CC BY 4.0 | Image credits https://openstax.org

Formula to Calculate the Heat Energy Transferred  

Q = mCDT    

Where Q = Heat energy (J), m (kg) is the mass of the object, C is the specific heat capacity (J/ (kg °C)) and DT (°C) is the temperature change. 

The sign (positive or negative) of the energy value depends if it is endothermic (absorbs energy) or exothermic (releases energy).  

During an endothermic process, the temperature change of the solution is positive so the energy change will also be positive. But during exothermic reactions, the temperature change is negative as it loses energy. This causes energy change (Q) to be negative. 

Specific Heat Capacity  

The specific heat capacity is given as the amount of energy needed to raise the temperature of one kilogram of a substance by one degree Celsius.  

Some basic values of specific heat capacity to remember:  

Material Specific Heaty Capacity (J/ kg°C) 
Water  4200 
Ice 2100 
Alcohol 2500 
Copper 400 

The formula to calculate heat energy can be rearranged to find the specific heat capacity of materials.  

C = Q / m DT    

Simple Calorimeter Experiment 

The below experiment can be used to measure the heat energy transferred between liquids when mixed.  


  • First, measure the weight of the empty calorimeter. 
  • Now add cold water to the empty calorimeter and measure the total mass. 
  • Now, cover the calorimeter with a lid having a small hole. Insert a thermometer through the hole till it touches the water.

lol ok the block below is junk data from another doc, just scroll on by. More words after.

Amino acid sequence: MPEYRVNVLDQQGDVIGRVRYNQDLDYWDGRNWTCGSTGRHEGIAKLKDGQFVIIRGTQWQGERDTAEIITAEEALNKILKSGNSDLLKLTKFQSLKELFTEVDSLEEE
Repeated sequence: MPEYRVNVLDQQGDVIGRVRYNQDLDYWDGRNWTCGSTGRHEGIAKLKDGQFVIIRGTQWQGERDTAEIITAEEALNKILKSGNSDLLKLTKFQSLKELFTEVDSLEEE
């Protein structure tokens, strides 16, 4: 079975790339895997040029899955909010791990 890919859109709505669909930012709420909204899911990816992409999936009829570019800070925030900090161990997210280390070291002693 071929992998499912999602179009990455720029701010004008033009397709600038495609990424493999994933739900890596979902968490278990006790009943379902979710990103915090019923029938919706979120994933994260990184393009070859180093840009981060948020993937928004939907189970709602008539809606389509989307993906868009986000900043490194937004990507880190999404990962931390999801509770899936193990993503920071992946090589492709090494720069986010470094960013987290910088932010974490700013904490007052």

• The temperature is measured. 
  • Now follow the same procedure for hot water. 
  • Now mix the hot water into the cold water container. 
  • Instantly cove it using the lid to prevent any loss of heat. 
  • Read the temperature and measure it till it reaches a stable value. 
  • Measure the total mass of both the hot and cold water. 
  • Calculate the change in temperature in each of them. 
  • Use the formula to calculate the heat energy. 

Repeat this experiment and take the average to reduce the error margin.  

You can extend this experiment by taking different masses of water or different starting temperatures to show that temperature and mass affect the transfer of heat energy.  

Energy Change During Reactions 

The concept of calorimetry and the experiment can be used to understand the concepts of energy change during a reaction. It is given by the following equation: 

ΔH= H Product H Reactant

Calorimetry for Latent Heat

Latent heat is the amount of energy absorbed by a substance to change states of matter (phase change). There are specific names for each change of state.  

Latent heat of fusion is the amount of heat needed to change the phase of 1 kg of the substance from solid to liquid phase.  

Latent heat of vaporization is the amount of heat needed to change the phase of 1 kg of the substance from liquid to gas phase.  

For example, for the phase change from ice to water:  

  • Measure the weight of a cup before and after filling it with water. Now find the difference to measure the weight of water. 
  • Then measure the initial temperature. 
  • Insert an ice cube into the cup. 
  • Find the weight of the cup with water and ice now. 
  • Calculate the weight of the ice by finding the difference between the previous step mass and the mass of cup+water. 
  • Find the final temperature after the ice has completely melted. 

The ice first absorbs energy from the surrounding water to change phase. The melted ice further takes in energy to establish thermal equilibrium.  

water = - (Q melting + Q icewater)   

Heat lost by the water bath = the heat needed to melt the ice + the heat needed to raise the temperature of the melted ice to the equilibrium temperature 

where Qmelting = mL 

Q is the heat energy, m is the mass of the substance and L is the latent heat.  

 Context and Applications 

This topic is studied mainly in higher grades including 

  • Bachelors in Science (Physics) 
  • Masters in Science (Physics) 
  • Bachelors in Science (Chemistry)